After conducing the appropriate review, the Court may "accept, reject, or modify, in whole or in part, the findings or recommendations made by the magistrate judge." 28 U.S.C. § 636(b)(1)(C).
A. Grounds for Dismissal Identified in Report-Recommendation
After carefully examining the record in this action de novo--including Magistrate Judge Homer's Report-Recommendation, Plaintiff's Objection thereto, and the parties' subsequently filed papers--the Court adopts the Report-Recommendation in its entirety for the reasons stated therein and dismisses Plaintiff's Complaint.
Generally, Plaintiff's objections attempt to raise a handful of factual disputes about why he refused to participate in the depositions in question, not whether he refused to participate in those depositions after being Ordered to do so by the Court. (Dkt. No. 78, 80.) For the sake of brevity, the Court will set aside the fact that (1) generally Plaintiff's objections merely reiterate his original allegations or arguments before Magistrate Judge Homer, (2) some of his objections attempt to submit new evidence on appeal without showing cause for the granting of permission to do so, (3) his reply papers were submitted past the deadline for filing objections, and (4) he has used abusive language in his submissions.*fn1 What is more important is that the disputes of fact that Plaintiff attempts to raise are of little, if any, materiality to the five factors to be considered by a district court when deciding whether or not to grant a motion to dismiss under Fed. R. Civ. P. 41(b).*fn2 This is because the justifications that Plaintiff proffers for his refusals to be deposed (e.g., not having his paperwork with him to refer to before answering questions) are not adequate, especially in light of (1) Magistrate Judge's Order of August 9, 2007, specifically addressing that issue (Dkt. No. 63), and (2) the accommodations made by defense counsel during the depositions. As a result, the disputes of fact that Plaintiff attempts to raise do not tilt the scales against dismissal. To the contrary, the scales remain balanced decidedly in favor of dismissal. The Court would add only two points to Magistrate Judge Homer's thorough weighing of the relevant five factors in his Report-Recommendation.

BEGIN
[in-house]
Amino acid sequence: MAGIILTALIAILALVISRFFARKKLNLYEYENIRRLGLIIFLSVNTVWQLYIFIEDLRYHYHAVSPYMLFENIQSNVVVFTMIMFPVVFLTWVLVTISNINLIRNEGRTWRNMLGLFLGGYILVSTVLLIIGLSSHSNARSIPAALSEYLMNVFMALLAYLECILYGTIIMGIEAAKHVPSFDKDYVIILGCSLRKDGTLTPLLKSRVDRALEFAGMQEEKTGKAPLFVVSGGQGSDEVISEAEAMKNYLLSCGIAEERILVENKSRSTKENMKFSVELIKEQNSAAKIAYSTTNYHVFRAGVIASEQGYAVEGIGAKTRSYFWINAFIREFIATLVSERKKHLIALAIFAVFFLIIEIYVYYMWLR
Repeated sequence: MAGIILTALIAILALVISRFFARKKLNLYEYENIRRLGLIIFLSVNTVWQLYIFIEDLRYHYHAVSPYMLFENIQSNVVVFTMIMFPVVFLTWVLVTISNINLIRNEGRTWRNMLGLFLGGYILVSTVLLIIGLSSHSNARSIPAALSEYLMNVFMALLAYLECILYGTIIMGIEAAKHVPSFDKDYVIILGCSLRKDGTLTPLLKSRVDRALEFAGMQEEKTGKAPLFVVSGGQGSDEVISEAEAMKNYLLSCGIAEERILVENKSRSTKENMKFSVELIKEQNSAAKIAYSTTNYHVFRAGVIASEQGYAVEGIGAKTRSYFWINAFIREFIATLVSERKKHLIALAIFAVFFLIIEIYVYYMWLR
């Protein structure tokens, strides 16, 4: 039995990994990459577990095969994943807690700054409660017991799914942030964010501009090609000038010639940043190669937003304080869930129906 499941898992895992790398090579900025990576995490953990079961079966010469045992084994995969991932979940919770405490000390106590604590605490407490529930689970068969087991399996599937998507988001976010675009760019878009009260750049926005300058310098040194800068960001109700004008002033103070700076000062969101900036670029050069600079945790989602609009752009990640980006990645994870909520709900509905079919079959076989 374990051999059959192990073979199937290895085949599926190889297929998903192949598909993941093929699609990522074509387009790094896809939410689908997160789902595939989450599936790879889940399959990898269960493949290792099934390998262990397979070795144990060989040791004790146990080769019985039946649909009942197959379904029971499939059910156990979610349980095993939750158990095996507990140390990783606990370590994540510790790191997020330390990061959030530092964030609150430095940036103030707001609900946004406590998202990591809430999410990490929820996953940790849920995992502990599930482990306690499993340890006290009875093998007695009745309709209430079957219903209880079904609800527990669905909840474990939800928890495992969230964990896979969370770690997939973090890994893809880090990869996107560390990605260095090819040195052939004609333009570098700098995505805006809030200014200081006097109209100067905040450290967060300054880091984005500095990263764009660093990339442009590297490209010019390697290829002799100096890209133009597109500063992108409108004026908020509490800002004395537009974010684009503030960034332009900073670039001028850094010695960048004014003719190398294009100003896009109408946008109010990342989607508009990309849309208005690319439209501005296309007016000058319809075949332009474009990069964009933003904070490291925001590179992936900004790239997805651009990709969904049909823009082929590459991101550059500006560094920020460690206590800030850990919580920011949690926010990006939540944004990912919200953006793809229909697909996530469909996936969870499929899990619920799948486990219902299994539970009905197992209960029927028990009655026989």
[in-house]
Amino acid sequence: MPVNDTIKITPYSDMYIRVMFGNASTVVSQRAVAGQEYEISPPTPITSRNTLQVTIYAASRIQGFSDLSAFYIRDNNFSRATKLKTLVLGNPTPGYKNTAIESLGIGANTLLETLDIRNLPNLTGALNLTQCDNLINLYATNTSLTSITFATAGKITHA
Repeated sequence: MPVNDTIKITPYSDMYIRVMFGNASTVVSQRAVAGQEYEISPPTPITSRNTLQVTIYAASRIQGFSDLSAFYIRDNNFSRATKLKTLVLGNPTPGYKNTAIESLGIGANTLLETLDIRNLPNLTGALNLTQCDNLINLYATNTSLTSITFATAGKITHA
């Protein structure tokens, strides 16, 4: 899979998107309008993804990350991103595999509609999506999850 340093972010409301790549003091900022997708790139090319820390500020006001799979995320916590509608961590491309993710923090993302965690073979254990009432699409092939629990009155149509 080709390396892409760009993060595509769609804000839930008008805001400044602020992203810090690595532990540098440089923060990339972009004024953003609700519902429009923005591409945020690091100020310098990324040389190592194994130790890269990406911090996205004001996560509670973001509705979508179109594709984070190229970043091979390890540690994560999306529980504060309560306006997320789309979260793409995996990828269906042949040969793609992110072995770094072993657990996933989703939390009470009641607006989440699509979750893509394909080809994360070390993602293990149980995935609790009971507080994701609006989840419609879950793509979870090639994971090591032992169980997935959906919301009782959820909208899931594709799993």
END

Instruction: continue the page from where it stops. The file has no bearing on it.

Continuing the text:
With regard to the first factor, the duration of Plaintiff's failures is, at the very least, some nine (9) months, having begun when he first refused to be deposed on January 19, 2007, and having continued until he refused to be deposed for the third time on October 16, 2007. (The Court says "at the very least" because, arguably, Plaintiff's failures have continued through the date of this Memorandum-Decision and Order.) In any event, even considering the shorter time period of nine months, generally, durations of such a length in time are sufficient to weigh in favor of dismissal.*fn3
With regard to the third factor, the prejudice is exacerbated by the age of the case and number of events giving rise to Plaintiff's claims. Under the circumstances, a further delay may well affect witnesses' memories, the ability to locate witnesses (who might retire from, or be transferred within, the New York ...